Men’s Basketball: UConn Falls to Memphis on Late Bucket

Thursday night was supposed to be a night of celebration at Gampel Pavilion. The “Ryan Boatright” chants at the end of the game were supposed to be met with joy and maybe a speech reminiscent of Shabazz Napier’s a year ago.

Instead, UConn’s ninth-leading scorer in program history walked silently to the locker room, hands on his head, disbelief on his face.

His Senior Night was ruined by another late-game shot in an arena that gave the Huskies nothing but nightmares this season.

Shaq Goodwin drove into the lane, threw up a contested floater and watched desperately as it bounced from side to side before finally bouncing through, giving Memphis a 54-53 lead with 8.1 seconds left. Boatright’s desperation runner at the other end missed horribly and the Tigers swarmed the floor, celebrating a big-time win in their first trip to Gampel Pavilion.

The Huskies (17-12, 10-7 American) will finish the 2014-15 season 4-3 in Gampel, their worst record in the 25 years it has been open. Never before had a UConn team lost three times in its famous on-campus arena.

All three losses – Texas, Yale and Memphis – were by one point, and the visiting team hit the game-winning shot in the final 10 seconds in all three games.

“We get that one stop, rebound and the game’s over with,” Boatright said. “Like I said, all you can do is learn from your mistakes. We still have an opportunity to do what we want to do, which is get to the tournament. But it’s a little tougher task. It can be done, though.”

To do that, the Huskies will need to shoot far better than they did Thursday night.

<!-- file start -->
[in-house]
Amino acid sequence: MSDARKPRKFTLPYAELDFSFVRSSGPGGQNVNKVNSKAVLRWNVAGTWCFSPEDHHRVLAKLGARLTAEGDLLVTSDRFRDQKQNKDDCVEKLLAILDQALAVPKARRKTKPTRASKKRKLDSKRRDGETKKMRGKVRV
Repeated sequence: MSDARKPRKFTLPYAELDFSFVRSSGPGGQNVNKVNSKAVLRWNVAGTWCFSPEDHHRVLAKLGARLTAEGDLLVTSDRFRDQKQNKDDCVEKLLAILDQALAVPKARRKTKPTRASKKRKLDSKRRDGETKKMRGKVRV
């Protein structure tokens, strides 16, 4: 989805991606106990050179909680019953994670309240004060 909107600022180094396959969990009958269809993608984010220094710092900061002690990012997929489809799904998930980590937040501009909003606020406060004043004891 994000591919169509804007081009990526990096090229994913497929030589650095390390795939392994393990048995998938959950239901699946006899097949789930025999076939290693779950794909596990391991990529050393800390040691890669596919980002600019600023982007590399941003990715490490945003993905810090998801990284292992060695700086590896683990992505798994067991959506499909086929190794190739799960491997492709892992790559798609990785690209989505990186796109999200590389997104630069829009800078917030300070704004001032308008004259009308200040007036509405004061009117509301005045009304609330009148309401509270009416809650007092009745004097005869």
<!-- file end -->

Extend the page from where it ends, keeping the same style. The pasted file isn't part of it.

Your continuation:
Five days after putting 81 points on Southern Methodist, UConn shot 15-for-54 from the field. Its 27.8 field goal percentage ranks as the fourth-worst shooting performance by a UConn team since 1980. The last time the Huskies shot so poorly was Feb. 8, 1997 in an overtime loss to Notre Dame.

“I thought the guys just forgot what we did against SMU,” head coach Kevin Ollie said. “We shared the basketball, we played together, and I just thought there was a just a little bit too much selfishness out there today.”

UConn honored three senior players before the game: Boatright, Pat Lenehan and walk-on Dan Guest. On Wednesday, once the ceremony was over, Boatright said it was all about business.

And it was, at least for Memphis.

The Tigers (18-12, 10-7) came out firing, desperate to break out of a two-game skid. Eight minutes into the game, Memphis was up 16-4. Nothing was going right for UConn.

Looking for something, anything to get the Huskies going, Ollie turned to the least likely of players – Guest, the walk-on guard who had transferred from George Washington.

“I was looking for someone that could play – that was going to play with some urgency,” Ollie said.

Hardly the result of Guest’s presence, UConn was able to cut the lead by seven quickly thereafter, but back-to-back threes from Kedren Johnson and Trashon Burrell put Memphis up 13 with 9:40 left in the first half.

UConn was able to storm back down the stretch in the first half, coming back to tie the game at 26 in the final minute. Daniel Hamilton got two chances at a 3-pointer in the final three seconds of the half, but both bounced in and out.

The second half was far more even. Neither team led by more than four points, there were eight lead changes, and the game was tied five times.

The Huskies still could not buy a shot, making only eight of their 29 attempts in the final 20 minutes.

“We took too many contested shots. We didn’t stay in our offense,” Boatright said.

Memphis took its fifth lead of the half with 3:13 to play on a jumper from Burrell, who finished with 22 points. Hamilton gave the Huskies the lead back one minute later, faking a three before driving into the lane for a pull-up jumper.

Neither team would score for two minutes, until Goodwin’s floater, the dagger through UConn’s heart.

“Shaq made a good play,” Ollie said. “I thought Phil (Nolan) played good defense once again. The shot hit all parts of the rim and still bounced in.”


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